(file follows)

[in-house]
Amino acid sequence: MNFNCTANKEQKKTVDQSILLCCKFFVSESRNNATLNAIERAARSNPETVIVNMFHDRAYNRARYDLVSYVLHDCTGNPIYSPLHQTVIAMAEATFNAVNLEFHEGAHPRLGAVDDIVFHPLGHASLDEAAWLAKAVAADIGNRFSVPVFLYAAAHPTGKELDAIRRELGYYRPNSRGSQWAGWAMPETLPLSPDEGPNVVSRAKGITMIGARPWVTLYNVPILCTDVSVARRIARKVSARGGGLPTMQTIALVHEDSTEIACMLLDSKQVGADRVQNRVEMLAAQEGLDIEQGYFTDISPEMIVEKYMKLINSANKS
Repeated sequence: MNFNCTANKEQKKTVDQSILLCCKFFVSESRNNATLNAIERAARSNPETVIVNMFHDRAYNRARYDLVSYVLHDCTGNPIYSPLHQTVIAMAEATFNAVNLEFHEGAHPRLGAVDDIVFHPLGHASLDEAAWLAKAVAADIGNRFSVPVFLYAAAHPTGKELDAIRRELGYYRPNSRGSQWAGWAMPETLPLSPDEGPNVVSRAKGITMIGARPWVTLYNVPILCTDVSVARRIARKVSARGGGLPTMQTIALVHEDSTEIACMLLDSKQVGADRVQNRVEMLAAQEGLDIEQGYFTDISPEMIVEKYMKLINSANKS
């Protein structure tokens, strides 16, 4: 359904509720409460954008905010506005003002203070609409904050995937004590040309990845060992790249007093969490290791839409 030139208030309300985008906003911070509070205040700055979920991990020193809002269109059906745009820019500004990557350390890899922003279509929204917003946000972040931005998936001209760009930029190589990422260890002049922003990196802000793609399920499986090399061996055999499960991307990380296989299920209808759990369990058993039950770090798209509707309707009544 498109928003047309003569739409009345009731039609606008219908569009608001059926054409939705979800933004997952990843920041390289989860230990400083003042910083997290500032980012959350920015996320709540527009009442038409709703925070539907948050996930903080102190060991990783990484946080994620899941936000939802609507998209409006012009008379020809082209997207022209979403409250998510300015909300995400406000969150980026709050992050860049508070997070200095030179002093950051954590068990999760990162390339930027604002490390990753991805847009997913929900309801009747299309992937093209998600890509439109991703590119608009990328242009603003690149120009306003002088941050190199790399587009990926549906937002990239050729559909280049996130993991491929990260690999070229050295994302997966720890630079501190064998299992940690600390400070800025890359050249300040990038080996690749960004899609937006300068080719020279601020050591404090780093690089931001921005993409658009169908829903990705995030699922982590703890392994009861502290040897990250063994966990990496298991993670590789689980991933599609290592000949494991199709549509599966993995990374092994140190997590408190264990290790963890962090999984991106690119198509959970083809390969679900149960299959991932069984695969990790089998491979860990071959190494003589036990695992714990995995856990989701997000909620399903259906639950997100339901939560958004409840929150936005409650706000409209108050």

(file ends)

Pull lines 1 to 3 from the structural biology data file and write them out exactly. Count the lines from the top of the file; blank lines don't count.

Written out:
[in-house]
Amino acid sequence: MNFNCTANKEQKKTVDQSILLCCKFFVSESRNNATLNAIERAARSNPETVIVNMFHDRAYNRARYDLVSYVLHDCTGNPIYSPLHQTVIAMAEATFNAVNLEFHEGAHPRLGAVDDIVFHPLGHASLDEAAWLAKAVAADIGNRFSVPVFLYAAAHPTGKELDAIRRELGYYRPNSRGSQWAGWAMPETLPLSPDEGPNVVSRAKGITMIGARPWVTLYNVPILCTDVSVARRIARKVSARGGGLPTMQTIALVHEDSTEIACMLLDSKQVGADRVQNRVEMLAAQEGLDIEQGYFTDISPEMIVEKYMKLINSANKS
Repeated sequence: MNFNCTANKEQKKTVDQSILLCCKFFVSESRNNATLNAIERAARSNPETVIVNMFHDRAYNRARYDLVSYVLHDCTGNPIYSPLHQTVIAMAEATFNAVNLEFHEGAHPRLGAVDDIVFHPLGHASLDEAAWLAKAVAADIGNRFSVPVFLYAAAHPTGKELDAIRRELGYYRPNSRGSQWAGWAMPETLPLSPDEGPNVVSRAKGITMIGARPWVTLYNVPILCTDVSVARRIARKVSARGGGLPTMQTIALVHEDSTEIACMLLDSKQVGADRVQNRVEMLAAQEGLDIEQGYFTDISPEMIVEKYMKLINSANKS